employ the direct method can consist of either an employer's
admission that the challenged action was the product of unlawful
discrimination or a combination of events that directly indicates
that discrimination was afoot. See id. Under the indirect
method, Almazan must first make out a prima facie case of
discrimination. Id. If Almazan can do so "through competent
evidence," the burden of production will shift to Pepperidge
Farms "to offer a permissible, noninvidious reason for the
alleged discrimination." Johnson v. Camberidge Indus., Inc.,
325 F.3d 892, 897 (2003). If Pepperidge Farms meets this burden, Almazan
"may then rebut that evidence by showing that [Pepperidge Farms']
reasons are a pretext for discrimination or that the decision was
tainted by impermissible, race-based motives. Id. The "ultimate
burden" of persuading the trier of fact that the employer
intentionally discriminated against the plaintiff "remains at all
times with the plaintiff." Tex. Dep't of Cmty. Affairs v.
Burdine, 450 U.S. 248, 253, 101 S. Ct. 1089 (1981).
Almazan alleges that she has supplied enough circumstantial
evidence to support her claims of unlawful discrimination and
retaliation under either the direct or indirect method. Therefore
we address those claims under each method. As for Almazan's
hostile work environment claim, she does not proceed under the
direct method and therefore we limit our discussion to the
adequacy of that claim under only the indirect method.
A. Counts I & II Alleging Unlawful Termination
Almazan contends that she has supplied adequate circumstantial
evidence to support a claim for unlawful termination under the
direct method. Essentially, Almazan asserts that the combination
of the short time period that elapsed between when she made her
discrimination complaint and the time of her termination directly
establish a discriminatory motive. Despite Almazan's arguments,
this is far from the "convincing mosaic" necessary to point directly to unlawful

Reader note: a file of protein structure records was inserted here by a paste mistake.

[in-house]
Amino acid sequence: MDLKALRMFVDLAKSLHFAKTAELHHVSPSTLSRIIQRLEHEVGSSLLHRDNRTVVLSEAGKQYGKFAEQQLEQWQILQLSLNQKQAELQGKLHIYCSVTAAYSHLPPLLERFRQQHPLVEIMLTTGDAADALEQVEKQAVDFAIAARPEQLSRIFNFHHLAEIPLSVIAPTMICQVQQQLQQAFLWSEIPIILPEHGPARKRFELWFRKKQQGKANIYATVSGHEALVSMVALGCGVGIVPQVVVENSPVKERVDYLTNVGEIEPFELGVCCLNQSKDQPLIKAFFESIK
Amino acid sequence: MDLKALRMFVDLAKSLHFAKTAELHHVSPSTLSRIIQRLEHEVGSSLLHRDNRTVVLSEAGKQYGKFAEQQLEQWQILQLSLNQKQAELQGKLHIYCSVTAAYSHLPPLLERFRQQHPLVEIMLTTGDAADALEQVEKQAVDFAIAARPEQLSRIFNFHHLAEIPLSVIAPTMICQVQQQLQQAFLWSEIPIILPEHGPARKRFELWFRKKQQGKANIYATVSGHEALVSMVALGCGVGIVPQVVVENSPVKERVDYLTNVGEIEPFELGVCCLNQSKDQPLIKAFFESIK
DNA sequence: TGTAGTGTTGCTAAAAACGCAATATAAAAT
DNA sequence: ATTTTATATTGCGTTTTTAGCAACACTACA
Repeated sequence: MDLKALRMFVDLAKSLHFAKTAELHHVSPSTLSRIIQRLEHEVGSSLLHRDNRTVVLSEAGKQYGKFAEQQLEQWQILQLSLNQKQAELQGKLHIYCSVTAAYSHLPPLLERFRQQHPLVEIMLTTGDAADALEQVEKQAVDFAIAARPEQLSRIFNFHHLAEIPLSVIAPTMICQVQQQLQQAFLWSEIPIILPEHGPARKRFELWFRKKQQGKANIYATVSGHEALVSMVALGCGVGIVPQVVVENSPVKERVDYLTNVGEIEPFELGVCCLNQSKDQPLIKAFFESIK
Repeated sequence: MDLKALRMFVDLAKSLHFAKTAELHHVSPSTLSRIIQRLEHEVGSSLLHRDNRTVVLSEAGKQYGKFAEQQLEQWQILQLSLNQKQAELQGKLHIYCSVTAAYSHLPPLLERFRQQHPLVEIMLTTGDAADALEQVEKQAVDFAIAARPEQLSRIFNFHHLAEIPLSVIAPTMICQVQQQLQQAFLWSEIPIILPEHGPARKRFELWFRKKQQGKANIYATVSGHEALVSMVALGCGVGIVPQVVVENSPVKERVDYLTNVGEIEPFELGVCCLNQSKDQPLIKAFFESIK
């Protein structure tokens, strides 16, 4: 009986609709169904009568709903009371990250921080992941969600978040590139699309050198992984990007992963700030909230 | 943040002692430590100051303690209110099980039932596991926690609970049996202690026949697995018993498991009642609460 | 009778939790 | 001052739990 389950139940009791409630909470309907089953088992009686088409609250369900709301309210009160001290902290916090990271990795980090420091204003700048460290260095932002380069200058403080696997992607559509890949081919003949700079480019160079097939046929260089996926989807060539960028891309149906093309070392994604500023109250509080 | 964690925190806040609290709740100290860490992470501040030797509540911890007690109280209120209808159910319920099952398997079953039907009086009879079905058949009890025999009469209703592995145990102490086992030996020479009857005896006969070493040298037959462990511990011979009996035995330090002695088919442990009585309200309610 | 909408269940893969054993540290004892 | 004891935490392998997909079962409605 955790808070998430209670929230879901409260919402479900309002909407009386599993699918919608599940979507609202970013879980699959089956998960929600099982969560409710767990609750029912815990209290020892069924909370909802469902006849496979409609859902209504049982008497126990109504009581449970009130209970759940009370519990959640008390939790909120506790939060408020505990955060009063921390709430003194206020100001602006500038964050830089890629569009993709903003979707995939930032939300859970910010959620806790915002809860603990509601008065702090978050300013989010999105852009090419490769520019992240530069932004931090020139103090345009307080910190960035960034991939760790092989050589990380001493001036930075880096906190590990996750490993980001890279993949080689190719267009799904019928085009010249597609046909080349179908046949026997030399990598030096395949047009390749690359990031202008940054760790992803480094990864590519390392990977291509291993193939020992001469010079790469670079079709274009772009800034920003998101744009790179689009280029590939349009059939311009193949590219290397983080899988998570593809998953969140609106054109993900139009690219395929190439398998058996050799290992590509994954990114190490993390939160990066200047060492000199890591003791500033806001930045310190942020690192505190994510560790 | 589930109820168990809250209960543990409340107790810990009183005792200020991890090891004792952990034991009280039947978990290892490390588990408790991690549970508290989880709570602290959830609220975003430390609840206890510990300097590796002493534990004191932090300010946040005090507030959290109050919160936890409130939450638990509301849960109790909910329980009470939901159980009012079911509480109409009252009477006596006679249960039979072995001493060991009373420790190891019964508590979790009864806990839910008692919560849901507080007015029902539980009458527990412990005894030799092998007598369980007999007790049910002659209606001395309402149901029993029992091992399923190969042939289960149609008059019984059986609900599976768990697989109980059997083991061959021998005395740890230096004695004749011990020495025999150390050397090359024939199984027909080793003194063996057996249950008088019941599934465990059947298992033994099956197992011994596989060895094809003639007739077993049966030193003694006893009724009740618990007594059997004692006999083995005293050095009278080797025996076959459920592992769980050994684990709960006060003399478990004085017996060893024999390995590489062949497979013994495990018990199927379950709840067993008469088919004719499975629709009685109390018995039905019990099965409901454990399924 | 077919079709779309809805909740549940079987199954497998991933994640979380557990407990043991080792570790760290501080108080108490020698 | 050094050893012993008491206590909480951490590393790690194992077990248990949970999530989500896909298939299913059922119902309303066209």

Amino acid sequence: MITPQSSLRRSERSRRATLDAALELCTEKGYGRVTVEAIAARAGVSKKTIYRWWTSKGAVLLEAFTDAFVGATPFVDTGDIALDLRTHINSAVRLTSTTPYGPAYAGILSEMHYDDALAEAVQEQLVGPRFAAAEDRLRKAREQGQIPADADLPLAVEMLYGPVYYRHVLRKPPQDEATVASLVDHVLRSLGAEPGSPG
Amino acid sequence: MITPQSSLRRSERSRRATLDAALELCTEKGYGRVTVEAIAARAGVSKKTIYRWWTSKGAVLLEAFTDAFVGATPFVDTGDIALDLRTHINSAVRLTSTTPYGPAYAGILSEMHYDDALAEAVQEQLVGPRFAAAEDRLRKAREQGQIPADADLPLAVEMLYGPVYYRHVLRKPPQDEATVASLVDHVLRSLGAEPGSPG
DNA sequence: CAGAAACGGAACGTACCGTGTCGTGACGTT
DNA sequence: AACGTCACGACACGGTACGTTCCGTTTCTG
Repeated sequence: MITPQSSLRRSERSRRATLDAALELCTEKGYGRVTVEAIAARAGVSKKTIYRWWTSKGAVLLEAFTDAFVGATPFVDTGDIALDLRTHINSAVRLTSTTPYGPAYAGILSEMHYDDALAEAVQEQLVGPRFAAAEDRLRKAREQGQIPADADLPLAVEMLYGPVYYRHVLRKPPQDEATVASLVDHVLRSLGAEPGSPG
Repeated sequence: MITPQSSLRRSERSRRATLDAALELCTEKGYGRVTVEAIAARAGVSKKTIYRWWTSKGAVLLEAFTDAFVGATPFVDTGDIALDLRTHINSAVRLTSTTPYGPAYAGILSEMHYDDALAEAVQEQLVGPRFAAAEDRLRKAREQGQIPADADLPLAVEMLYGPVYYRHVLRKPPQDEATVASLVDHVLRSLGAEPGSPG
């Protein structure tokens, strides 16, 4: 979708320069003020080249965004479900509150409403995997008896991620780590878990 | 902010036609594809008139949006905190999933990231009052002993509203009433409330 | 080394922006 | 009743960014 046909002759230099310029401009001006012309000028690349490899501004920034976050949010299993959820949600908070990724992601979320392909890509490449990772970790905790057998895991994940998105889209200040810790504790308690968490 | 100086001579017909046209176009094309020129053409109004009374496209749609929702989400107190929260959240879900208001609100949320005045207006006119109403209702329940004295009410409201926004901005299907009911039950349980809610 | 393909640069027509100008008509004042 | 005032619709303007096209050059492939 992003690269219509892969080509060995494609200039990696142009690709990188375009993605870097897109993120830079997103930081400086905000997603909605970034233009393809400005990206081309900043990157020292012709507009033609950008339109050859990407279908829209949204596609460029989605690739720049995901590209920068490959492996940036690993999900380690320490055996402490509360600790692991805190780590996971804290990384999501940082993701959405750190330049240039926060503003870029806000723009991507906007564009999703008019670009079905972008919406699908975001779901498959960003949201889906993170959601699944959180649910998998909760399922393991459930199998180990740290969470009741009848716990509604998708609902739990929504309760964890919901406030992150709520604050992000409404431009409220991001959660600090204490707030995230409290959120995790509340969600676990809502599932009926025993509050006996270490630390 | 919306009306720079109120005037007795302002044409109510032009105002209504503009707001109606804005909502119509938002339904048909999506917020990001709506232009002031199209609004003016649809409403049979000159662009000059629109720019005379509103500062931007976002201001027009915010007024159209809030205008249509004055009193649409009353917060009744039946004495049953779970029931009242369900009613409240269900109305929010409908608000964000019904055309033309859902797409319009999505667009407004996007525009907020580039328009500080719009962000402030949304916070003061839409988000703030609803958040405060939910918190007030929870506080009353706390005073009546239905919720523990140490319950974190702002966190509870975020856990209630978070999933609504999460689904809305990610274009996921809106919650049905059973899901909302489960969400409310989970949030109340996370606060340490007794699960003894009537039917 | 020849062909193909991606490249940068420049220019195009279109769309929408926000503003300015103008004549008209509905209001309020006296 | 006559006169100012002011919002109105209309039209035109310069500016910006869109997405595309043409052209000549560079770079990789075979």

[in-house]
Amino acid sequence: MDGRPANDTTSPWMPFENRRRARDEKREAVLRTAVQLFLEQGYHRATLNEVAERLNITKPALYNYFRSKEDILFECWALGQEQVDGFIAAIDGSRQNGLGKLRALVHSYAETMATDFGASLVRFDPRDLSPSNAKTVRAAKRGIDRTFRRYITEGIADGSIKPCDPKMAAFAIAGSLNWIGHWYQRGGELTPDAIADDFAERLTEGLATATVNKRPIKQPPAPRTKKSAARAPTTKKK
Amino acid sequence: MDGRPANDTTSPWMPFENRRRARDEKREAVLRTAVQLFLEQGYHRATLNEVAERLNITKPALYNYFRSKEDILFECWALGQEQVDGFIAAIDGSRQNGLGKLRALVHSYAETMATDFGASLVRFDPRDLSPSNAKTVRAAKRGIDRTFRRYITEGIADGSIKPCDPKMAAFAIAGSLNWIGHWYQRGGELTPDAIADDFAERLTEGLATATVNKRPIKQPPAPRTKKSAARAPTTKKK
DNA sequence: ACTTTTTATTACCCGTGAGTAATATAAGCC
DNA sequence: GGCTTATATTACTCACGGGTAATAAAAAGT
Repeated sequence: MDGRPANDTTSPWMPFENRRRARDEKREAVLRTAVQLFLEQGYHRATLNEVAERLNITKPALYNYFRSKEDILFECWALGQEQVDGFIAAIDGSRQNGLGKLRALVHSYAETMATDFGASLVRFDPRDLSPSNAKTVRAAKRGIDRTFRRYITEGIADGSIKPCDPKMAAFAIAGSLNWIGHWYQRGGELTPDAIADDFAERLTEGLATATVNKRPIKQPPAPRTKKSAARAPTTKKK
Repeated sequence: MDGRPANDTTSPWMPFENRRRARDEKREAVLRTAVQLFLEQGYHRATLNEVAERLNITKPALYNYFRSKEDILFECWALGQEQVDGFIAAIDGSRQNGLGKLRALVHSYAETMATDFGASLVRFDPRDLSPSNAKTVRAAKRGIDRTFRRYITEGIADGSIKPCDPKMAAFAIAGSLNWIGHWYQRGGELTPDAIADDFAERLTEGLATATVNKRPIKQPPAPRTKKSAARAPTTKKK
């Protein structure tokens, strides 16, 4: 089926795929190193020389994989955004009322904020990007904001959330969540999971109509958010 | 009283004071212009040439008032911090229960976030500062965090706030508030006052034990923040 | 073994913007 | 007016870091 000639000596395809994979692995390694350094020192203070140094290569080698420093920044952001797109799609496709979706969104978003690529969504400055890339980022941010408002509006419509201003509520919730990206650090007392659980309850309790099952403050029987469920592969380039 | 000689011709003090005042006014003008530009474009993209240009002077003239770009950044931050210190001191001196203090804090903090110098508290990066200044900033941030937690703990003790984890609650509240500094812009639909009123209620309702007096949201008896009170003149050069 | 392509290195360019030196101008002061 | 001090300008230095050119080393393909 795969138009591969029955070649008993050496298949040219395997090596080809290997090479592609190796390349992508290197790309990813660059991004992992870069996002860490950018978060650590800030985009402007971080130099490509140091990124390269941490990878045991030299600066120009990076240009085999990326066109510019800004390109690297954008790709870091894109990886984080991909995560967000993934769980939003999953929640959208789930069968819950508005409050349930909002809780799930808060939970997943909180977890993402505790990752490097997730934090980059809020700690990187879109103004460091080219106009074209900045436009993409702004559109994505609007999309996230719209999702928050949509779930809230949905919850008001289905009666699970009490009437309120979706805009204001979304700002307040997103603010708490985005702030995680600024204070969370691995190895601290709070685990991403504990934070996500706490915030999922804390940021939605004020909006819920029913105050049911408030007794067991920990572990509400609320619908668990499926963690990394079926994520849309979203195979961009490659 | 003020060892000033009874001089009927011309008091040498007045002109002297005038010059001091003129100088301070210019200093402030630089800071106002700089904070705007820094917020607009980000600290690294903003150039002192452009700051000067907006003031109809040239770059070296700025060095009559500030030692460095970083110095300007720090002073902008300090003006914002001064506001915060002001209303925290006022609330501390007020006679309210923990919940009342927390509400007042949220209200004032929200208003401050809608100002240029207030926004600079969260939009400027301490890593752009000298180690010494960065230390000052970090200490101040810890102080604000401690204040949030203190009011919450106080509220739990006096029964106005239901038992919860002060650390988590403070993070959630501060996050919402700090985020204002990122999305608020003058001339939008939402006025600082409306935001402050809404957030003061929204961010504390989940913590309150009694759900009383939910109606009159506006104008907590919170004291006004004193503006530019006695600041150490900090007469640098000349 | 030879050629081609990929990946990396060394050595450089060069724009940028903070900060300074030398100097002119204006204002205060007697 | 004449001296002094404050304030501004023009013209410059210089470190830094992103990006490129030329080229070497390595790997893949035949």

motivations behind Pepperidge Farms' action. Troupe v. May
Dep't. Stores, 20 F.3d 734, 737 (7th Cir. 1994). For that reason
we turn our discussion to whether Almazan's claim survives under
the indirect method.
To establish a prima facie case of race discrimination in a
termination case, Almazan must show: "(1) [s]he was a member of a
protected class; (2) [s]he was meeting [Pepperidge Farms']
legitimate expectations; (3) [s]he suffered an adverse employment
action; and (4) other similarly situated employees who were not
members of [her] protected class were treated more favorably."
Davis, 368 F.3d at 783 (internal quotation and citation
omitted). As a Hispanic woman of Mexican origin, it is undisputed
that Almazan is a member of a protected class and that she
suffered an adverse employment action. The main elements at issue
are: whether she was meeting Pepperidge Farms' legitimate
expectations and whether she was treated differently than
similarly situated employees.
1.) Legitimate Expectations
First, Almazan asserts that she was singled out in her
termination and consequently should not have to prove that she
was meeting Pepperidge Farms' legitimate expectations. To support
her argument, Almazan relies upon Flores v. Preferred Technical
Group, 182 F.3d 512, 515 (7th Cir. 1999), and Oest v. Ill.
Dep't of Corr., 240 F.3d 605, 612 (7th Cir. 2001), to assert that the
proper inquiry is whether she was treated more harshly than other
individuals who violated similar rules. Almazan, however, was not
"singled out for discipline" as were the plaintiffs in Flores
and Oest. The undisputed facts show that other employees who
stole from the cafeteria were also terminated. Further, Almazan
is Hispanic; the other terminated employees were either
African-American or Caucasian. Consequently, Almazan was not
singled out on account of her race, and therefore must prove that
she was meeting Pepperidge Farms' legitimate expectations.
In an attempt to argue that she was meeting Pepperidge Farms'
legitimate expectations, Almazan sets forth her work history,
which she contends was not considered in her termination.
However, "the question is not whether at any time in [Almazan]'s
employment [she] was meeting [her] employer's expectations; the
question is whether [she] was meeting [her] employer's
expectations at the time [she] was terminated." Peters v.
Renaissance Hotel Operating Co. 307 F.3d 535, 546-547 (7th Cir.
2002) (relying on Karazanos v. Navistar Int'l Transp. Corp.,
948 F.2d 332, 336 (7th Cir. 1991)). At the time Almazon was
terminated, as is generally the case, Pepperidge Farms'
expectation was that its employees would refrain from stealing
cafeteria items without paying for them. See Bituin v.
Supervalu, Holdings, Inc., 274 F. Supp.2d 977, 981 (C.D. Ill.
2003). It is undisputed that Almazan knew she could be fired for theft and that she did in fact take cafeteria items
without paying for them. Consequently, it is obvious that she was
not meeting Pepperidge Farms' legitimate expectation.
2.) Similarly Situated Employees
Almazan also fails to establish that she was treated less
favorably than similarly situated employees. The burden is on
Almazan "to establish the similarity between [herself] and the
proposed comparable employees." See Radue v. Kimberly-Clark,
219 F.3d 612, 618 (7th Cir. 2000). Specifically, in disciplinary